Next, we demonstrated that the activation of MAPK/Erk, Akt/PKB, and Wnt/β-catenin signaling by CHI3L1 was completely blocked by a CD44 neutralizing antibody. These data provide a logical connection to the known function of CD44 as a key regulator of tumor metastasis. In addition, our results indicated that the CHI3L1/CD44 axis serves as the critical mediator of GC cell colony formation, migration and invasion based on CD44 knockdown and function-blocking assays. These data provide strong evidence that the CHI3L1/CD44 pathway governs GC metastasis.

Activation of the β-catenin pathway has been reported as an early initiating event in gastric tumorigenesis [50]. Its activity depends on the accumulation and translocation of β-catenin to the nucleus, which is one of the hallmarks for the initiation of tumorigenesis in a variety of human cancers [51]. The Akt pathway can control nuclear localization of the Wnt signaling effector β-catenin through Akt-mediated phosphorylation of β-catenin at Ser552, resulting in a nuclear-localized form [52]. In the present study, we demonstrated, for the first time, that CHI3L1 also activates the Wnt/β-catenin signaling pathway by phosphorylating β-catenin at both Ser552 and Ser675, which in turn induces β-catenin accumulation in the nucleus and increases its transcriptional activity. In particular, the nuclear translocation of β-catenin involves the process of EMT [53]. Here, we demonstrated that CHI3L1 exerts its invasive function by enhancing the expression of vimentin and the EMT-inducing transcription factor snail. Additionally, our data show that CHI3L1 regulated migration and invasion of GC cells through synergistic activation of Erk, Akt, and Wnt/β-catenin signaling pathways (Additional file 2: Figure S1). Consequently, these promote cancer cell motility and invasion. Thus, it is reasonable to conclude that CHI3L1 expression may serve as a marker for GC malignancy. It is noteworthy that CHI3L1 is expressed by a variety of cells including neutrophils, macrophages, fibroblasts, vascular smooth cells, endothelial cells, and tumor cells [4]. Therefore, immune, inflammatory or stromal cells in the tumor microenvironment may also affect the biological behavior of tumor cells by secreting CHI3L1.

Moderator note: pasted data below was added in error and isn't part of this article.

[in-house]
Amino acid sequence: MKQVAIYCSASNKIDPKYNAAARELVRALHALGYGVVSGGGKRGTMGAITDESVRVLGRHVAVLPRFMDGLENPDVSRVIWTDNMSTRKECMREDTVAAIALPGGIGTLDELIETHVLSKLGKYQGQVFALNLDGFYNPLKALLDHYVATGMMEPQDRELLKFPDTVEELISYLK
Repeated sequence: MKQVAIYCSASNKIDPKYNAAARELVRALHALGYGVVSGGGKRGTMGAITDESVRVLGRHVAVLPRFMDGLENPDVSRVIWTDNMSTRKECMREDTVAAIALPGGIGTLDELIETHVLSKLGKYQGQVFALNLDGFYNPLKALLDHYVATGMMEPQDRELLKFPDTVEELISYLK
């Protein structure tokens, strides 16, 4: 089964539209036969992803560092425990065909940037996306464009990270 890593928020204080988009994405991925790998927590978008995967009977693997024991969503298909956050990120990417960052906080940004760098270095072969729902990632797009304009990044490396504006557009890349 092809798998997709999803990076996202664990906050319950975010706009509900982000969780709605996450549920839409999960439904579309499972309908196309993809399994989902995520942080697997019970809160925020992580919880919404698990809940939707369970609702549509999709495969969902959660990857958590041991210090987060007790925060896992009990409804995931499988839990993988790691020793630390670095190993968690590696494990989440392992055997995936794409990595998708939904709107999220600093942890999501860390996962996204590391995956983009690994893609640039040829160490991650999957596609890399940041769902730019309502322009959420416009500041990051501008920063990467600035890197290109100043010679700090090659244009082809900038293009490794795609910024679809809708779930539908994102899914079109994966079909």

Previous studies have shown that IL-13Rα2 induces the expression of TGF-β [54, 55]. In many late-stage tumors, TGF-β activates the cellular EMT program that confers traits associated with high-grade malignancy on cancer cells [29, 30, 53]. As CD44 interacts with and enhances TGF-βRI activity [38, 39], our results suggest that the CHI3L1/CD44/IL-13Rα2 axis regulates the downstream effectors of driver oncogenes that contribute to GC survival, invasion, and metastasis.

CD44 is a ubiquitous transmembrane glycoprotein comprising a family of isoforms that are generated through alternative splicing of 10 variant exons (v1–v10) in the extracellular domain. The role of the CD44 family members in tumor progression and metastasis is most likely linked to the function of the various isoforms as signaling hubs [56]. It has been reported that the HS-modified CD44v3 isoform is necessary for hepatocellular carcinoma cells metastasis [57]. In addition, higher levels of CD44v3 were also observed in head and neck squamous cell carcinoma and therefore considered to enhance tumor cell migration [58]. Notably, inhibition of CD44v3 and CD44v6 function by copolymers carrying multiple copies of their targeted peptides blocks tumor invasion and metastatic colonization [59]. The peptide inhibitors of CD44v6 isoforms block tumor growth and metastasis in several independent models of pancreatic cancer [60]. However, in the present study, we show that CHI3L1 specifically binds to CD44v3 but not CD44v6 or CD44s, which indicated that the CD44v3 isoform in particular plays a critical role in CHI3L1 signaling.